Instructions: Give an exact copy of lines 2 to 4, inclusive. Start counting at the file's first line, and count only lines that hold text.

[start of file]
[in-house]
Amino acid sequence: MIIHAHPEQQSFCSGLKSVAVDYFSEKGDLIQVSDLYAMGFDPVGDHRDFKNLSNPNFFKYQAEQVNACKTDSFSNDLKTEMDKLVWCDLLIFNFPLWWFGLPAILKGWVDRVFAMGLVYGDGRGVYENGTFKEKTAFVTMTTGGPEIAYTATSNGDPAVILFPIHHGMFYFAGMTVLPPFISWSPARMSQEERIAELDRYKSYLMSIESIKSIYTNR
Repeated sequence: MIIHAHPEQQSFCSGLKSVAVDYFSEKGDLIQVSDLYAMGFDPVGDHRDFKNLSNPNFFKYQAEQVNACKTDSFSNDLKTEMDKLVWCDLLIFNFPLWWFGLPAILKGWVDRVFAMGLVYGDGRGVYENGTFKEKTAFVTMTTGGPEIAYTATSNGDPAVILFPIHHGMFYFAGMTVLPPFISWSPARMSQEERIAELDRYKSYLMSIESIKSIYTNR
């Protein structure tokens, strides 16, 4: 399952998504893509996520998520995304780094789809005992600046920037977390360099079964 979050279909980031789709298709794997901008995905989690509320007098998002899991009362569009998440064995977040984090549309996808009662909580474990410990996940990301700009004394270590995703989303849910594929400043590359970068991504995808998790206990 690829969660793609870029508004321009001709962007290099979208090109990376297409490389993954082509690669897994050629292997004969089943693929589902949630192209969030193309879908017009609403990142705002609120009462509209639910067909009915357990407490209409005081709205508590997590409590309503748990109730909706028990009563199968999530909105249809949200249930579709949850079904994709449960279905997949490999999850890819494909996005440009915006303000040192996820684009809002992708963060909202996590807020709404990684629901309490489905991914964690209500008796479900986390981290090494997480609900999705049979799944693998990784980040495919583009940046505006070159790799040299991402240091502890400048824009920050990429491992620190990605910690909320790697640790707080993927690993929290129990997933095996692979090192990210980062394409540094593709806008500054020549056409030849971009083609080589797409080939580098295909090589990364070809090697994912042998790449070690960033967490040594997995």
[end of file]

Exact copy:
Amino acid sequence: MIIHAHPEQQSFCSGLKSVAVDYFSEKGDLIQVSDLYAMGFDPVGDHRDFKNLSNPNFFKYQAEQVNACKTDSFSNDLKTEMDKLVWCDLLIFNFPLWWFGLPAILKGWVDRVFAMGLVYGDGRGVYENGTFKEKTAFVTMTTGGPEIAYTATSNGDPAVILFPIHHGMFYFAGMTVLPPFISWSPARMSQEERIAELDRYKSYLMSIESIKSIYTNR
Repeated sequence: MIIHAHPEQQSFCSGLKSVAVDYFSEKGDLIQVSDLYAMGFDPVGDHRDFKNLSNPNFFKYQAEQVNACKTDSFSNDLKTEMDKLVWCDLLIFNFPLWWFGLPAILKGWVDRVFAMGLVYGDGRGVYENGTFKEKTAFVTMTTGGPEIAYTATSNGDPAVILFPIHHGMFYFAGMTVLPPFISWSPARMSQEERIAELDRYKSYLMSIESIKSIYTNR
């Protein structure tokens, strides 16, 4: 399952998504893509996520998520995304780094789809005992600046920037977390360099079964 979050279909980031789709298709794997901008995905989690509320007098998002899991009362569009998440064995977040984090549309996808009662909580474990410990996940990301700009004394270590995703989303849910594929400043590359970068991504995808998790206990 690829969660793609870029508004321009001709962007290099979208090109990376297409490389993954082509690669897994050629292997004969089943693929589902949630192209969030193309879908017009609403990142705002609120009462509209639910067909009915357990407490209409005081709205508590997590409590309503748990109730909706028990009563199968999530909105249809949200249930579709949850079904994709449960279905997949490999999850890819494909996005440009915006303000040192996820684009809002992708963060909202996590807020709404990684629901309490489905991914964690209500008796479900986390981290090494997480609900999705049979799944693998990784980040495919583009940046505006070159790799040299991402240091502890400048824009920050990429491992620190990605910690909320790697640790707080993927690993929290129990997933095996692979090192990210980062394409540094593709806008500054020549056409030849971009083609080589797409080939580098295909090589990364070809090697994912042998790449070690960033967490040594997995």